Agriculture giant Cargill Inc. will start selling methane-absorbing wearable devices for cows, putting its support behind an experimental technology that could help the industry cut greenhouse gas emissions.
The mask-like accessory was developed by U.K. startup Zelp Ltd., which claims it can reduce methane emissions by more than half.
Cargill said Tuesday it expects to start offering the devices to European dairy farmers in 2022. The companies haven’t set a price yet, but Zelp says an annual subscription fee may start at about $80 a cow.
Tackling methane emissions from livestock is one of the most critical—and most difficult—climate issues for meat and dairy companies that are under increasing pressure to clean up their supply chains.
Having access to Cargill’s vast customer network could help Zelp secure demand as it prepares to roll out a product that’s still under development.
“Cargill has an impressive reach across dairy farms in Europe,” said Zelp Chief Executive Officer Francisco Norris.
“They are uniquely positioned to distribute our technology to a large number of clients, both farmers and dairy companies, maximizing the roll-out from the very first year we hit the market.”
Some 95% of methane released by cows comes out as burps and through the nose. The gas traps 80 times more heat than carbon dioxide in its first 25 years in the atmosphere.
Zelp’s wearables, placed above cows’ mouths, act a bit like the catalytic converter on a car. A set of fans powered by solar-charged batteries sucks up the burps and traps them in a chamber with a methane-absorbing filter.
Once the filter is saturated, a chemical reaction turns the methane into CO₂, which is then released.
Zelp is working on miniaturizing the technology and optimizing the energy inside the device, Norris said. It’s in talks with a number of potential manufacturing partners and aims to be ready for mass production at the end of the year.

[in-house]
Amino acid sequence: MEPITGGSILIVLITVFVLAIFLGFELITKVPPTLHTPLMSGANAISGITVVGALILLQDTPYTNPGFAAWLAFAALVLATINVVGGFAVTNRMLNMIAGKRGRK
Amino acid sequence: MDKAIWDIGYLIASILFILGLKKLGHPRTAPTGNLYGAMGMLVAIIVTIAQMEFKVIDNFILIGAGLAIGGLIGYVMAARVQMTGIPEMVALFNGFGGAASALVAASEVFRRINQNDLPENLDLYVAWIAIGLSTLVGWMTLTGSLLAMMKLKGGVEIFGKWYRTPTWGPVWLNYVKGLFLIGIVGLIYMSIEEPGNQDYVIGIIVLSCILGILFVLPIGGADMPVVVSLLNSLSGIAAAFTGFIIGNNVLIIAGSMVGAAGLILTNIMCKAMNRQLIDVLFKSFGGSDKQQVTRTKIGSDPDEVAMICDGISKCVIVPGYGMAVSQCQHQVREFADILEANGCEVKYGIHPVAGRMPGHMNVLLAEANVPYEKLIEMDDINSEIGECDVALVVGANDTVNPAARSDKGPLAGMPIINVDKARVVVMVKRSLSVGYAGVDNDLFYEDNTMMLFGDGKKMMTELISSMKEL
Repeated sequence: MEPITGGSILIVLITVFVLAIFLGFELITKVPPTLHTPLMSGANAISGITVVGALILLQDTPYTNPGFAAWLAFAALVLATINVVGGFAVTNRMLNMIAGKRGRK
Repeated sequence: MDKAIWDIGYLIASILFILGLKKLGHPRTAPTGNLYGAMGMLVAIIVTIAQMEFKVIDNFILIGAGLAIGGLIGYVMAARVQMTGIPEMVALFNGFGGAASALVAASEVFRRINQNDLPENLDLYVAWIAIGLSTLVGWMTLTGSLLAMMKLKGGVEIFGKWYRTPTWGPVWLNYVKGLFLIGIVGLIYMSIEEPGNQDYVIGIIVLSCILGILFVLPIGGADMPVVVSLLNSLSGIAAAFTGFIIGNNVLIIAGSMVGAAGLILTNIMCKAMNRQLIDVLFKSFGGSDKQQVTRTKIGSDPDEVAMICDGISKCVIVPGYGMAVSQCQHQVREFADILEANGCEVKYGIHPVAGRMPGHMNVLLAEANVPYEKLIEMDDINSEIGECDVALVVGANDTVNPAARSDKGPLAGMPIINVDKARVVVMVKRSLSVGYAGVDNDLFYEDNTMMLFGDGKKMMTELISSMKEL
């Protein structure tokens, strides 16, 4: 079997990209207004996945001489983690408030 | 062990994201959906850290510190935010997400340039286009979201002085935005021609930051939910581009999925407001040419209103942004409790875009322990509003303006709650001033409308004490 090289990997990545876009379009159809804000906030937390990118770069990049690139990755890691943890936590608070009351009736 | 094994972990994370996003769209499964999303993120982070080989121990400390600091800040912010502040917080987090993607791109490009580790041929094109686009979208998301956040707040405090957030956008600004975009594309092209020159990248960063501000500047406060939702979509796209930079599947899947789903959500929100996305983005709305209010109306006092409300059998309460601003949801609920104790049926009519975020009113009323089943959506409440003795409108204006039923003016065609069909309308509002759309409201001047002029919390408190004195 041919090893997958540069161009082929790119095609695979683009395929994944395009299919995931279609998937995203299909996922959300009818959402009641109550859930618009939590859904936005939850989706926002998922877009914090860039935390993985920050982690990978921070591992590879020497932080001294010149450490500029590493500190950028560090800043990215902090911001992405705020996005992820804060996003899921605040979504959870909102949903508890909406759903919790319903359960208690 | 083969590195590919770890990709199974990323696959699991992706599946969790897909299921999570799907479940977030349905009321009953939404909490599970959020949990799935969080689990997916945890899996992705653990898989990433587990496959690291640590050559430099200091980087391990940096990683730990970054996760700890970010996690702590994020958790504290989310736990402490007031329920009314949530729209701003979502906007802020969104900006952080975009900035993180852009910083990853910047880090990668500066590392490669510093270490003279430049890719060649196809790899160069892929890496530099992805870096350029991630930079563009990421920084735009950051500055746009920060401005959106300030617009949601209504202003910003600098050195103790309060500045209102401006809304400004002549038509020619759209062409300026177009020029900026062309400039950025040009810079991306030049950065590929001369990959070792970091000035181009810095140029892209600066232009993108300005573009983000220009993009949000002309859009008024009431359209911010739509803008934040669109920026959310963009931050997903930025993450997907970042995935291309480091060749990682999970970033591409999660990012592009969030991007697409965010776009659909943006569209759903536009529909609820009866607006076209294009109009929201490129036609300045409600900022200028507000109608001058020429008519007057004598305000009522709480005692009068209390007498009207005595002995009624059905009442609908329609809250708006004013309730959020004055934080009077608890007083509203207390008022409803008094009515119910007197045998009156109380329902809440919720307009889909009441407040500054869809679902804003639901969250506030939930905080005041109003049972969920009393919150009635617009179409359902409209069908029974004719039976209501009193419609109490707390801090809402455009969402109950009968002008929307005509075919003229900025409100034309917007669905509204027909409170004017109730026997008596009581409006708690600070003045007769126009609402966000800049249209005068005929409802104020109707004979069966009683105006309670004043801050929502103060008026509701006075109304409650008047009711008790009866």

It aims to produce 50,000 units in the first year and as many as 200,000 units the next. The company is close to completing its next financing round, according to Norris.
Cargill was attracted to the masks because they can be used in combination with other solutions, said Sander van Zijderveld, the company’s ruminant strategic marketing and technology lead for West Europe.
Several food suppliers are testing or have begun using feed additives which inhibit microbes in cows’ stomachs to help them produce less methane.
“The nice thing about Zelp is that it could complement a cow that is already receiving feed additives to reduce methane emissions,” he said. “It could still capture the methane that is coming out. We could reduce it even more.”
Cargill expects the wearables to come on sale in the second half of next year after more testing, which will focus on animal behavior and the impact on methane reduction, and could expand the scheme outside Europe if demand is high.
Zelp is yet to prove to independent experts that the technology works. Norris said peer-reviewed studies will take place in the fourth quarter after the product has been fully optimized.
Getting cash-strapped farmers to pay for new technologies has been the key challenge, but that’s changing, said van Zijderveld.
He thinks incentives will increase, including more dairy processing companies that are willing to pay a premium for milk produced at farms that meet environmental and animal welfare standards.
Farmers could also potentially recoup their costs by selling carbon offsets, which other companies can buy to count against their own pollution.
Cargill, based in Minneapolis, aims to cut emissions from its global supply chains by 30% by 2030. In North America, it targets a 30% greenhouse gas reduction in its regional beef supply chain by the end of the decade.